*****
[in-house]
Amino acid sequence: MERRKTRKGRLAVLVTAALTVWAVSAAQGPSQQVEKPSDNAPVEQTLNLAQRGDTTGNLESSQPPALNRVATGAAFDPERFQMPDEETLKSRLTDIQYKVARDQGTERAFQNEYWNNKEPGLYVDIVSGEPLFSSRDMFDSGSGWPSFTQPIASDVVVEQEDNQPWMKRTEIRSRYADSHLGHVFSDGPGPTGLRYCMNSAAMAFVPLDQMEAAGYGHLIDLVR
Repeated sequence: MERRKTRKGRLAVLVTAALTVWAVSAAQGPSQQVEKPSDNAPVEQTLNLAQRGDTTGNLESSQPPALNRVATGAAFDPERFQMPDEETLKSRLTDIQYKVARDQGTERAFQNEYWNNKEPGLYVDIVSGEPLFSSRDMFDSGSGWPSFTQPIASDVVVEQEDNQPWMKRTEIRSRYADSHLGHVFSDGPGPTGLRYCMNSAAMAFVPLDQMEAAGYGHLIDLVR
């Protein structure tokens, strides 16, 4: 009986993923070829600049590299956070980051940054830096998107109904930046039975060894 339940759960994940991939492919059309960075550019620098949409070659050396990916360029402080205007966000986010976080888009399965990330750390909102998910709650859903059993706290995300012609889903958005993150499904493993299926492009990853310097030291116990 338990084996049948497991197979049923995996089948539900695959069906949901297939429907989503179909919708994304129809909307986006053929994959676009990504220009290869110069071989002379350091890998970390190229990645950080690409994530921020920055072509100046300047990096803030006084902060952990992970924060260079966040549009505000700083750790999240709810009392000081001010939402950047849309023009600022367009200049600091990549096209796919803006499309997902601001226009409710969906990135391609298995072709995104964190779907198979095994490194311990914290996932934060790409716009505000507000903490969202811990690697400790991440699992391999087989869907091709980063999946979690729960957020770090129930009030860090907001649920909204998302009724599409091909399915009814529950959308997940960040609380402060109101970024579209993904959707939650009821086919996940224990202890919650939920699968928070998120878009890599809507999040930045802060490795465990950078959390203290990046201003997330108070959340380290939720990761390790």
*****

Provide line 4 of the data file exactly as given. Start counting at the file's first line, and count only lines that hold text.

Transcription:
């Protein structure tokens, strides 16, 4: 009986993923070829600049590299956070980051940054830096998107109904930046039975060894 339940759960994940991939492919059309960075550019620098949409070659050396990916360029402080205007966000986010976080888009399965990330750390909102998910709650859903059993706290995300012609889903958005993150499904493993299926492009990853310097030291116990 338990084996049948497991197979049923995996089948539900695959069906949901297939429907989503179909919708994304129809909307986006053929994959676009990504220009290869110069071989002379350091890998970390190229990645950080690409994530921020920055072509100046300047990096803030006084902060952990992970924060260079966040549009505000700083750790999240709810009392000081001010939402950047849309023009600022367009200049600091990549096209796919803006499309997902601001226009409710969906990135391609298995072709995104964190779907198979095994490194311990914290996932934060790409716009505000507000903490969202811990690697400790991440699992391999087989869907091709980063999946979690729960957020770090129930009030860090907001649920909204998302009724599409091909399915009814529950959308997940960040609380402060109101970024579209993904959707939650009821086919996940224990202890919650939920699968928070998120878009890599809507999040930045802060490795465990950078959390203290990046201003997330108070959340380290939720990761390790």